Reply 6, posted (3 years 1 week 2 days 13 hours ago) and read 3570 times:

Quoting 2707200X (Thread starter):
When I drive on the open road in places like the high dessert in California the side of the road is always littered with large tire chunks and I have in several occasions seen large trucks blow tires, last weekend tire debris from a truck in front of my car struck my bumper.

I also noticed this and I'm very curious why it is so, because you see nothing like this on this side of the pond.

The trucks here also rolling long distances but could it be that the tires here simply are of better quality? (e.g. no retreaded tires)

[Edited 2011-08-12 03:45:05]


Wer nichts weiss muss alles glauben
User currently offlineltbewr From United States of America, joined Jan 2004, 13072 posts, RR: 12
Reply 7, posted (3 years 1 week 2 days 11 hours ago) and read 3534 times:

Quoting oldeuropean (Reply 6):
The trucks here also rolling long distances but could it be that the tires here simply are of better quality? (e.g. no retreaded tires)

I suspect the use of retread truck tires is a lot less in Europe due to strict laws limiting their use and if used, have to be done to a much higher standard. I would also note that in the USA, trucks can be operated at much higher speeds. Most of Europe limits truck speeds to 90 km/56 mph, so in the USA our higher speeds combined with overall higher air temperatures and too many poor quality retreads, means a higher rate of a loss of them. In the USA, I believe retreads can be used on non-steering wheels.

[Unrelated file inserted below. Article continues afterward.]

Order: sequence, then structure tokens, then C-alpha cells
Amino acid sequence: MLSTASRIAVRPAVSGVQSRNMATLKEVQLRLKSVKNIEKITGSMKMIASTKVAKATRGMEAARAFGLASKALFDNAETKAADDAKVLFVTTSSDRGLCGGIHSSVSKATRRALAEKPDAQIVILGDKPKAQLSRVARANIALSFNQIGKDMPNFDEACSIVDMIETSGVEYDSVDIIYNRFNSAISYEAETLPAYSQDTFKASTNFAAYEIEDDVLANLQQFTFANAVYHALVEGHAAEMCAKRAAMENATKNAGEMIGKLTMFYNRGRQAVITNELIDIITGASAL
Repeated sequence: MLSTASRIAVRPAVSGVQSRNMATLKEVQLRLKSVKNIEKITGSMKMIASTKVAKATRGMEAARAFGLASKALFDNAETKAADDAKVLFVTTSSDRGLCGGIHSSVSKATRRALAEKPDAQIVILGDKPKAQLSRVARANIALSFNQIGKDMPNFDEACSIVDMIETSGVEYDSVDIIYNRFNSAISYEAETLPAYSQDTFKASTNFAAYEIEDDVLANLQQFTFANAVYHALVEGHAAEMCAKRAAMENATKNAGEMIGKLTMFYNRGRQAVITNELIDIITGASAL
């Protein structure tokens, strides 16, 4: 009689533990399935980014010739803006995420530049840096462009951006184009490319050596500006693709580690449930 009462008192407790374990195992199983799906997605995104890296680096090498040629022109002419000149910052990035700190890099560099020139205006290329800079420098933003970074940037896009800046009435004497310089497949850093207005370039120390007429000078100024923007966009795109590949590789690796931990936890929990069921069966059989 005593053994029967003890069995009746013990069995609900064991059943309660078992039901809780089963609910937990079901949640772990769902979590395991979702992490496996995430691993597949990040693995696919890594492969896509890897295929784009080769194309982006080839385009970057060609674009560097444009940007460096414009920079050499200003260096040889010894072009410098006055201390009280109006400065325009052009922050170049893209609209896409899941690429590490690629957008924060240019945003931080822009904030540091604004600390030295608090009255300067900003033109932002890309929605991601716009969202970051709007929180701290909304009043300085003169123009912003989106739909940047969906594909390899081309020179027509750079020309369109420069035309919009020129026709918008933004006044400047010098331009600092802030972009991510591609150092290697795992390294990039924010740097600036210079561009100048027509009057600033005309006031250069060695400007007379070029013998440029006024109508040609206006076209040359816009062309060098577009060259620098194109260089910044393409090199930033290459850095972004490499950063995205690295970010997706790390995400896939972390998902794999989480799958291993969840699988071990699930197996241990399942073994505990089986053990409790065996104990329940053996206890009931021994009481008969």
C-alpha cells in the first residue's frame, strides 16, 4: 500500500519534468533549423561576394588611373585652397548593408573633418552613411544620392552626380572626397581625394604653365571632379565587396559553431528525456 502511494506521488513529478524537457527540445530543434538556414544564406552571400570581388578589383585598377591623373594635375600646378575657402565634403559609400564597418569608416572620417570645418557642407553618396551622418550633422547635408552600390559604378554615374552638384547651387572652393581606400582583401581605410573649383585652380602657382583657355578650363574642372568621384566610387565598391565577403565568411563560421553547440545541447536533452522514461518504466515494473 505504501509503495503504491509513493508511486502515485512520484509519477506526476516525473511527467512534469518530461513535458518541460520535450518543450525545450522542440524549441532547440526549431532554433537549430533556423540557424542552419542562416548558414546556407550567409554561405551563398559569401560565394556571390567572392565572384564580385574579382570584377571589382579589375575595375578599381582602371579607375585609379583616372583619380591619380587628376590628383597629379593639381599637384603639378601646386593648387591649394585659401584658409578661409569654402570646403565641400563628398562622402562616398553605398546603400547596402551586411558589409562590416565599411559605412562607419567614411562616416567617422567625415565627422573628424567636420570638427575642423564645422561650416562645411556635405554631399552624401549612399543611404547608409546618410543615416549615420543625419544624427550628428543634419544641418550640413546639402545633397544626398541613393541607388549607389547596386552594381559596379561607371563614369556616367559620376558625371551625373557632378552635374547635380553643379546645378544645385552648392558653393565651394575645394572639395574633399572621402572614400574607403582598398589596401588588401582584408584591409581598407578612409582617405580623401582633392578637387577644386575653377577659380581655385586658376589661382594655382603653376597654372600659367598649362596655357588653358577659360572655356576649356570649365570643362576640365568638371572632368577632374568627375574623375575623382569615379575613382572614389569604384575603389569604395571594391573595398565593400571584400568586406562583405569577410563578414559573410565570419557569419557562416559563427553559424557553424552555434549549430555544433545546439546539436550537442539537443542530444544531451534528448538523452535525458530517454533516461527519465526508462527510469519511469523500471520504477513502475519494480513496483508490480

User currently offlinerfields5421 From United States of America, joined Jul 2007, 7607 posts, RR: 32
Reply 8, posted (3 years 1 week 2 days 10 hours ago) and read 3522 times:

Multi-tire per axle side vehicles are much more likely to shred a tire or a tread and create 'alligators' than single tire per axle side vehicles.

When one tire of a pair of duals loses air pressure - the other tire keeps the axle supported. The result is the low air pressure tire is pounded and slapped against the pavement until it comes apart.

Yes, the speed does accelerate this process. It can take as little as 1/4 mile for a tire to go from fully inflated and functional to completely shredded when running at 70-75 mph on freeways.

But despite the amount of tread 'alligators' you see on the road, it is really a rare occurrence.

I have friends who run tire replacement companies - who are called out onto the interstates day and night to replace a failed tire - almost always completely destroyed. They do a good business - but compared to the total number of trucks which run a route, only a tiny fraction of a percentage point have tire problems.

I have other friends who drive large trucks short distance and long distance. Most do not lose a tire more than once every two or three years.

Any driver who loses a tire regularly will not be kept on with a profitable trucking company. Independents who lose tires regularly will have higher expenses than their competitors who take care of their tires.


User currently offlineczbbflier From Canada, joined Jul 2006, 973 posts, RR: 2
Reply 9, posted (3 years 1 week 1 day 21 hours ago) and read 3398 times:

Quoting oldeuropean (Reply 6):
The trucks here also rolling long distances but could it be that the tires here simply are of better quality? (e.g. no retreaded tires)

With a few exceptions, you will find the same tires on both sides of the pond.

Quoting ltbewr (Reply 7):